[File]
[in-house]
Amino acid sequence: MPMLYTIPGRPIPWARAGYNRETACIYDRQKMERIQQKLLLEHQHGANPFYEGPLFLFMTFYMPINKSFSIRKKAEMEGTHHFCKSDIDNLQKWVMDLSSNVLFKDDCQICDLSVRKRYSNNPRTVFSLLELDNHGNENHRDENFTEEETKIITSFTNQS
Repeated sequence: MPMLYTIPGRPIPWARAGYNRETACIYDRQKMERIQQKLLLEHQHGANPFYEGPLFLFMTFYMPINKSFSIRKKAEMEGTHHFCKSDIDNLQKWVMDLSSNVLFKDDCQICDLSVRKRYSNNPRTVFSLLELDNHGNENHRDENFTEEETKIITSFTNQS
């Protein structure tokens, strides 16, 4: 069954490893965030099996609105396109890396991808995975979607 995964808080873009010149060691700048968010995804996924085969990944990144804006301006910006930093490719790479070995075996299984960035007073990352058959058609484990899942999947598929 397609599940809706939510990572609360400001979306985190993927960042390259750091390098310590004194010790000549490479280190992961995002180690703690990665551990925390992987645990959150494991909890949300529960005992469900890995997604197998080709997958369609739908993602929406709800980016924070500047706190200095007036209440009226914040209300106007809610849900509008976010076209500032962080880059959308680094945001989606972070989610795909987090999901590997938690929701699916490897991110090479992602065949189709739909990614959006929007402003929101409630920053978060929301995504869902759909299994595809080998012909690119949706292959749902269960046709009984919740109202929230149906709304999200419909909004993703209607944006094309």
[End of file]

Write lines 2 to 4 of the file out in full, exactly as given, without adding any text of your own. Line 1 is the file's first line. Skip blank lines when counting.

Amino acid sequence: MPMLYTIPGRPIPWARAGYNRETACIYDRQKMERIQQKLLLEHQHGANPFYEGPLFLFMTFYMPINKSFSIRKKAEMEGTHHFCKSDIDNLQKWVMDLSSNVLFKDDCQICDLSVRKRYSNNPRTVFSLLELDNHGNENHRDENFTEEETKIITSFTNQS
Repeated sequence: MPMLYTIPGRPIPWARAGYNRETACIYDRQKMERIQQKLLLEHQHGANPFYEGPLFLFMTFYMPINKSFSIRKKAEMEGTHHFCKSDIDNLQKWVMDLSSNVLFKDDCQICDLSVRKRYSNNPRTVFSLLELDNHGNENHRDENFTEEETKIITSFTNQS
């Protein structure tokens, strides 16, 4: 069954490893965030099996609105396109890396991808995975979607 995964808080873009010149060691700048968010995804996924085969990944990144804006301006910006930093490719790479070995075996299984960035007073990352058959058609484990899942999947598929 397609599940809706939510990572609360400001979306985190993927960042390259750091390098310590004194010790000549490479280190992961995002180690703690990665551990925390992987645990959150494991909890949300529960005992469900890995997604197998080709997958369609739908993602929406709800980016924070500047706190200095007036209440009226914040209300106007809610849900509008976010076209500032962080880059959308680094945001989606972070989610795909987090999901590997938690929701699916490897991110090479992602065949189709739909990614959006929007402003929101409630920053978060929301995504869902759909299994595809080998012909690119949706292959749902269960046709009984919740109202929230149906709304999200419909909004993703209607944006094309």